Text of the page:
Before the 1997 crisis, there were more banks than there are now. Many of those Chinese banks' owners cashed out quickly with the assets of the common people before it really got rough and fled to the West with hundreds of millions of dollars. And since the Thai government / Chinese business axis is so strong in Thailand, many Chinese came out ahead in the crisis, because they knew of the Baht devaluation before hand. They were responsible for much of the capital flight that ruined Thailand’s economy. (Even now, while the Thai Government is going hat in hand to foreign countries and multi-national companies begging for investment, Thai-Chinese businessmen have billions of dollars parked in the Cayman Islands earning interest. This is not some conspiracy theory I cooked up. One can go to the Bank of Thailand’s website to see for themselves. And how come the C.P. Group, Bangkok Bank and other Thai multi-nationals are investing billions of dollars outside the country while their government goes begging for capital from foreigners for its mega-projects? And do you know what foreign multi-nationals get in return for their billions of dollars in capital investment? Rice. Yes, Thais really think farang are this stupid.) Believe it or not, the 1997 crisis was not originally caused by government malfeasance, but by private actors, such as Thai finance companies and banks, who borrowed money at ridiculous interest rates from abroad to finance equity and property speculation (Funny how Thais have unlimited access to Western public and private capital, yet farang can’t own land or get a loan from a Thai bank). When foreign banks started to call in their loans, many Thais couldn’t pony up, so the government used its foreign reserves to cover the backsides of Thai finance companies that shouldn’t have been in business to begin with. Thailand was run like the Enron Corporation and / or the mafia, and it still is.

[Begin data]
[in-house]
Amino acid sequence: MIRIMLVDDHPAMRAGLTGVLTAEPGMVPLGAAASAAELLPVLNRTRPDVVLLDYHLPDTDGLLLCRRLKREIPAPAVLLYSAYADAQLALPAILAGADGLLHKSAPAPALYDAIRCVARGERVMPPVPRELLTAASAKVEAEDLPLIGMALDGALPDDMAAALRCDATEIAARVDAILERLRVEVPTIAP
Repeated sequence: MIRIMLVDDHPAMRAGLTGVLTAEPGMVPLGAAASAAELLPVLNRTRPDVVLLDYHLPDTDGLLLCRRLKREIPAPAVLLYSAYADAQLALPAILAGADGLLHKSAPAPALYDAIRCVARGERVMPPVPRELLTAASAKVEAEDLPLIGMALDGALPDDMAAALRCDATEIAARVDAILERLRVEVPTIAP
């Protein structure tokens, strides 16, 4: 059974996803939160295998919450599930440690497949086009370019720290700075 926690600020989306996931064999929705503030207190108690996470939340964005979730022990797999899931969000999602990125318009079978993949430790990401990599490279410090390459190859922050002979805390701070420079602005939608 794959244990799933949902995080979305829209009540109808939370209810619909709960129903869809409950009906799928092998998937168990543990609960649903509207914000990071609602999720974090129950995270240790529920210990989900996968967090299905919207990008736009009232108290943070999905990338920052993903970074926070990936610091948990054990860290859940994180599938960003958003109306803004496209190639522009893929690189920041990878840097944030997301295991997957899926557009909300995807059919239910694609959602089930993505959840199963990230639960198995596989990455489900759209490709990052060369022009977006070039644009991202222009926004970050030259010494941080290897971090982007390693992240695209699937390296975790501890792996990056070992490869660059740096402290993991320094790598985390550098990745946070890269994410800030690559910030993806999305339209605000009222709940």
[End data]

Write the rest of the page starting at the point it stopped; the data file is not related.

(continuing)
This is how it was before the crisis: A Thai, usually an influential or connected person, would go to a finance company for a loan for a property development project. He would put up his home and other assets, which were probably mortgaged to the hilt, as collateral. But the value of his collateral was inflated to justify the size of the mega loan; for example, the value of the collateral was probably worth 1% of the loan rather the normal 10%. But this was OK, because property values were quadrupling every year. And the reason they were quadrupling was because everybody was going into real estate speculation. At this time, many property investors were making enough money to cover the cost of ridiculous mortgage rates – think 15-20% range. In economics, though, the market always ends up finding its equilibrium. The problems started when Thais could no longer afford to make their interest payments. It would have been different if they were defaulting on small, locally made loans, but what happened was Thai finance companies were looking abroad for the much needed liquidity / cash to finance mega-projects. Things began to fall apart when Thai finance companies began defaulting on loans they received from foreign banks. In the real world, not the Thai world, these foreign banks would start re-possessing the property that was made as collateral. There were two problems, however. First, the Thai finance company would have to admit to the foreign bank that it had neither capital reserves nor collateral. And if there were capital reserves, they were being skimmed from and deposited in Cayman Island and Swiss Bank accounts. Second, there was no way in hell that an influential Thai person would ever give up his home to a foreign bank; besides, legal confiscation of land is extremely difficult to enforce in Thailand. So eventually the Thai Government had to step in and pay off the private loans, because the government and capitalist elite in Thailand is pretty much the same thing. Thailand was running current account deficits: it was importing more than it was exporting; and on top of that, foreign capital was fleeing the country. Eventually, the Bank of Thailand ran out of money. George Soros saw what was coming a mile away. It was just a matter of time. He knew that the Thai Government would eventually float its currency. In fact, he bet and made billions of dollars on it. . But for Thais to say that it was his fault that their economy collapsed is pure self-delusion. Remember, when Thailand has problems, blame the farang.